Pippen on how the hand-check ban changed basketball

Pippen on how the hand-check ban changed basketball

One of the single most significant rule changes in the NBA happened 21 years ago, before the 99/00 season, when hand-checking was taken out. From that season on, “a defender may not make contact with his hands and/or forearms on an offensive player except below the free-throw line extended.” If you were a perimeter player, your life got much easier that day.

The result of that rule change is the offensive brand of basketball we are enjoying today. Well, most of us – the older generation got its “I’d see him play like that against Pippen in ’96.” The funny thing is, Pippen himself believes the rule change improved the game overall. (via The Jump)

It really changed how the game is today, and that’s why we see a lot more scoring, a lot more freedom out on the basketball court. It made the game more exciting because the fans want to see guys score the basketball.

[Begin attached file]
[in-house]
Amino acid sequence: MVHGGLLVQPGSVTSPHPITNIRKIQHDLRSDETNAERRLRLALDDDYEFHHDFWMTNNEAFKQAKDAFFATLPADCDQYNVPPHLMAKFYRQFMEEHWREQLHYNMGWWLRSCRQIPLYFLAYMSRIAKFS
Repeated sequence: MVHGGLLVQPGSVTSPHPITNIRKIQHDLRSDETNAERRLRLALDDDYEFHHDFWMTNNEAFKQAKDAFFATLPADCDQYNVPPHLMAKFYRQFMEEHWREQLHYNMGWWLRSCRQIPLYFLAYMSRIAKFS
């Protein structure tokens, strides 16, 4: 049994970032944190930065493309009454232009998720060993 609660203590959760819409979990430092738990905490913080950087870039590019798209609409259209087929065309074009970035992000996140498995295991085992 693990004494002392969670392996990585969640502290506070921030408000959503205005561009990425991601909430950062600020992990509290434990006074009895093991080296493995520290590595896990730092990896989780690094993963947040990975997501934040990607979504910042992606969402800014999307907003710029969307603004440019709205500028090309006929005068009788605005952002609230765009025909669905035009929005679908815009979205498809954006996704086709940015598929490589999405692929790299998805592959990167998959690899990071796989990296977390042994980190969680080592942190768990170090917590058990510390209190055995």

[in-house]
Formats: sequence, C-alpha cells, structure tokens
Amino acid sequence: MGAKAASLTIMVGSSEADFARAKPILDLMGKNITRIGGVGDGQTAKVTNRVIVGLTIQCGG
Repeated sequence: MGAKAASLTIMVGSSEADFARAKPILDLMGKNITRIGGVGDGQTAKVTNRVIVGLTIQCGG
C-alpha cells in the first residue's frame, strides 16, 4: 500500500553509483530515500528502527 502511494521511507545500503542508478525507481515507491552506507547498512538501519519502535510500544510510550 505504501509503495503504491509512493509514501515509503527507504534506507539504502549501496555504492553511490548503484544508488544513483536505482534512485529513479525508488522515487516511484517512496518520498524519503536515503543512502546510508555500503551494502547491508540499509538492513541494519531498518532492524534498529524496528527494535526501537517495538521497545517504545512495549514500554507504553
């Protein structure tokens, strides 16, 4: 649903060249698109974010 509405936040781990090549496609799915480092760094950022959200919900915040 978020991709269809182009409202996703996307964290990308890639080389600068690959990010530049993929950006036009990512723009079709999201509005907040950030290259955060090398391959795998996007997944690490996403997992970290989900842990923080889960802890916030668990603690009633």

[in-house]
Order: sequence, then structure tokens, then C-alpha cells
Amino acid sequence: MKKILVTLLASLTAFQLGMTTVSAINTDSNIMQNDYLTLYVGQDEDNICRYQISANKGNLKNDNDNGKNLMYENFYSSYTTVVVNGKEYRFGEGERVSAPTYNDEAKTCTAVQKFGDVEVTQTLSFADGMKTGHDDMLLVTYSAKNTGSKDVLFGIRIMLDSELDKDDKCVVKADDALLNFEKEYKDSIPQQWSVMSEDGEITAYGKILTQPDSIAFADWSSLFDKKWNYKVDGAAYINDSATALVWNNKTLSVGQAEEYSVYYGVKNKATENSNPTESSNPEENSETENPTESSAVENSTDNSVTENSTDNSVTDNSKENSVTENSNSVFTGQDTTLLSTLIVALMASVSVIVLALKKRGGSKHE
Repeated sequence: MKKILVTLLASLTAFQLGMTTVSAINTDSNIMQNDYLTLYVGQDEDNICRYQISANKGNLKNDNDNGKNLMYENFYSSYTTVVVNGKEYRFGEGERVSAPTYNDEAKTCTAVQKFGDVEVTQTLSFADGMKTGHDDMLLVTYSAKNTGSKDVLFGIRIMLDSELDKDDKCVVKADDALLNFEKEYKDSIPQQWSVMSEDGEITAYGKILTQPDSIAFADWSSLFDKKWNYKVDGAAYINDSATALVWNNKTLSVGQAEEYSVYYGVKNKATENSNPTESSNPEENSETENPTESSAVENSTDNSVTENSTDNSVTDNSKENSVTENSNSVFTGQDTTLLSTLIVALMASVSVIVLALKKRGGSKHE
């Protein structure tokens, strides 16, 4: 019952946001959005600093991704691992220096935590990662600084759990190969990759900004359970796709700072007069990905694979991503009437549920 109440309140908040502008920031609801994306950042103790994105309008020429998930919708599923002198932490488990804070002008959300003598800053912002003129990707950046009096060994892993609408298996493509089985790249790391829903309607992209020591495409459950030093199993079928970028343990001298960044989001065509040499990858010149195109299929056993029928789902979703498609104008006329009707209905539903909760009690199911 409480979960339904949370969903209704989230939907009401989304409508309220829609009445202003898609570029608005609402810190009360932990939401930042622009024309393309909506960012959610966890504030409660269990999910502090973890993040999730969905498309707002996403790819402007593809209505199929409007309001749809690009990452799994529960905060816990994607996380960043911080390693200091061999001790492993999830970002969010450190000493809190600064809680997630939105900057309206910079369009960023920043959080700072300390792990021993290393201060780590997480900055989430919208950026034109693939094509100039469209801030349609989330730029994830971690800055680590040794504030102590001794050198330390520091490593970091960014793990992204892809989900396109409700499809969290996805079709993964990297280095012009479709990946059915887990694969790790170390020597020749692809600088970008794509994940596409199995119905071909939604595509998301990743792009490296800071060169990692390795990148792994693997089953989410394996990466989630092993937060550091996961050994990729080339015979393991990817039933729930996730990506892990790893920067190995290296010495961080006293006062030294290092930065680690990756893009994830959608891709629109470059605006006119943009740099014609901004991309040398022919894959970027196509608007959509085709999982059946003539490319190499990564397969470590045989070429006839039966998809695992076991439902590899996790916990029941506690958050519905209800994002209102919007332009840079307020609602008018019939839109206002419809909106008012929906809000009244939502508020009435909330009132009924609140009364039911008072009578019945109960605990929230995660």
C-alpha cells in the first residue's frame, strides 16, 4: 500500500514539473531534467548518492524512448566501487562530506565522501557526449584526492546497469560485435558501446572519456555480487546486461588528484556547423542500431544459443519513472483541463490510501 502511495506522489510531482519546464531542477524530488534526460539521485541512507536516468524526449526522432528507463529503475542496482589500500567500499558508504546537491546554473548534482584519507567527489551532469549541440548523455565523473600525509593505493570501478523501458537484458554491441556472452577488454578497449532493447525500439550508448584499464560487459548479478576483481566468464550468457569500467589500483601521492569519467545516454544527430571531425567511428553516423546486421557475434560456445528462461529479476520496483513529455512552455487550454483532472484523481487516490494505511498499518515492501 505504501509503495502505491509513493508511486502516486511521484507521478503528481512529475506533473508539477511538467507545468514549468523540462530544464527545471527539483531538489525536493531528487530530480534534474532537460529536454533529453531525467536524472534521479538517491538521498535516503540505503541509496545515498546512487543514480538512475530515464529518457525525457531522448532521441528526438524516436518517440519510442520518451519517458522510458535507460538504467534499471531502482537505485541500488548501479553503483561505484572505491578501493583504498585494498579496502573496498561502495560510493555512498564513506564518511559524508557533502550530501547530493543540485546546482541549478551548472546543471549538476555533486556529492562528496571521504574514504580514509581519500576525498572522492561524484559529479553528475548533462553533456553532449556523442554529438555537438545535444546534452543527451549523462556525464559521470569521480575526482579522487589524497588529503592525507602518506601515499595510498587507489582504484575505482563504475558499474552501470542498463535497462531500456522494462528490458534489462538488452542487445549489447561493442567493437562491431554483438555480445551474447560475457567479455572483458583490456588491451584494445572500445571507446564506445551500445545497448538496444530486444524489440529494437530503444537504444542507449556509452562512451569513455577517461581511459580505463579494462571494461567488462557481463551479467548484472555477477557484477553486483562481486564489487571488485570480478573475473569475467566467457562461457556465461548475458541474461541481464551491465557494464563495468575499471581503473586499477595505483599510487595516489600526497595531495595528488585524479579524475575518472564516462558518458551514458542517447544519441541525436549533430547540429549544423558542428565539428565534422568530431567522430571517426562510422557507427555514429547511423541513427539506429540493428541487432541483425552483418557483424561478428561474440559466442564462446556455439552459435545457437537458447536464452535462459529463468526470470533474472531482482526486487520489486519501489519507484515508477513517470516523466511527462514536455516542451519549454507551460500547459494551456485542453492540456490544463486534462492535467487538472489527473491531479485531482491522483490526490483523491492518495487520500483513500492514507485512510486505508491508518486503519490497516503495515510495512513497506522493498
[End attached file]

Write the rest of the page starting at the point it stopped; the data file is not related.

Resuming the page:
Scottie admitted the change shortened his career – without hand-checking the younger, faster players were just too much for him. He did point out he and MJ took pride in playing on both sides of the court. This change put so much emphasis on offense that defensive players, such as Patrick Beverly (as Scottie always reminds us) are overlooked.

As much as I enjoy the motion offense and style of play we see today, there is no dunk, three-pointer or any other offensive play that gets a home crowd going as great, physical team defense that ends in the shot clock going off. A great defense is more difficult these days, but we still had and will have great defensive teams.

One other thing. We always talk about offensive players in comparing eras – how much would MJ score kind-of-thing. We need to start doing the opposite. Who would ever get by Draymond or Beverly if they could play in 1996?